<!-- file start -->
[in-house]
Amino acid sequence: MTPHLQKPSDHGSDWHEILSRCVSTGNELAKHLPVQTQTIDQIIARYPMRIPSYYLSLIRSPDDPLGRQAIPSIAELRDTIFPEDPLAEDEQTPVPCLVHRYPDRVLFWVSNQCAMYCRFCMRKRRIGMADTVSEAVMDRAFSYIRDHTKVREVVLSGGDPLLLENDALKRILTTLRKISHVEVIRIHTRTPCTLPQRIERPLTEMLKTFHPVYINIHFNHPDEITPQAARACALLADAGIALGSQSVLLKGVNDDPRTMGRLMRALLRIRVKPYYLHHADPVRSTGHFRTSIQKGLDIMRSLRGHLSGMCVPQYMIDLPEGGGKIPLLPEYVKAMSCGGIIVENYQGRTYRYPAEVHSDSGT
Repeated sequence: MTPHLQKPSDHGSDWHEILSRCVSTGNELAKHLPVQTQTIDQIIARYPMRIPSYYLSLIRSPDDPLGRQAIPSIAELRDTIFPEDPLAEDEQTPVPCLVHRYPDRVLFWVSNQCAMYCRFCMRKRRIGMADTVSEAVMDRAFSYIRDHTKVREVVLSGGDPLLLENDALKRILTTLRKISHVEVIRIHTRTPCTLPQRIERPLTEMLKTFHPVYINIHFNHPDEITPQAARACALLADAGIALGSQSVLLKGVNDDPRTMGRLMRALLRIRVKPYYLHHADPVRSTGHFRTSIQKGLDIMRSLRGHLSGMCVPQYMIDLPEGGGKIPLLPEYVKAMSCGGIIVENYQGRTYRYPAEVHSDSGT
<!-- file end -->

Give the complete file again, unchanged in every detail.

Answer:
[in-house]
Amino acid sequence: MTPHLQKPSDHGSDWHEILSRCVSTGNELAKHLPVQTQTIDQIIARYPMRIPSYYLSLIRSPDDPLGRQAIPSIAELRDTIFPEDPLAEDEQTPVPCLVHRYPDRVLFWVSNQCAMYCRFCMRKRRIGMADTVSEAVMDRAFSYIRDHTKVREVVLSGGDPLLLENDALKRILTTLRKISHVEVIRIHTRTPCTLPQRIERPLTEMLKTFHPVYINIHFNHPDEITPQAARACALLADAGIALGSQSVLLKGVNDDPRTMGRLMRALLRIRVKPYYLHHADPVRSTGHFRTSIQKGLDIMRSLRGHLSGMCVPQYMIDLPEGGGKIPLLPEYVKAMSCGGIIVENYQGRTYRYPAEVHSDSGT
Repeated sequence: MTPHLQKPSDHGSDWHEILSRCVSTGNELAKHLPVQTQTIDQIIARYPMRIPSYYLSLIRSPDDPLGRQAIPSIAELRDTIFPEDPLAEDEQTPVPCLVHRYPDRVLFWVSNQCAMYCRFCMRKRRIGMADTVSEAVMDRAFSYIRDHTKVREVVLSGGDPLLLENDALKRILTTLRKISHVEVIRIHTRTPCTLPQRIERPLTEMLKTFHPVYINIHFNHPDEITPQAARACALLADAGIALGSQSVLLKGVNDDPRTMGRLMRALLRIRVKPYYLHHADPVRSTGHFRTSIQKGLDIMRSLRGHLSGMCVPQYMIDLPEGGGKIPLLPEYVKAMSCGGIIVENYQGRTYRYPAEVHSDSGT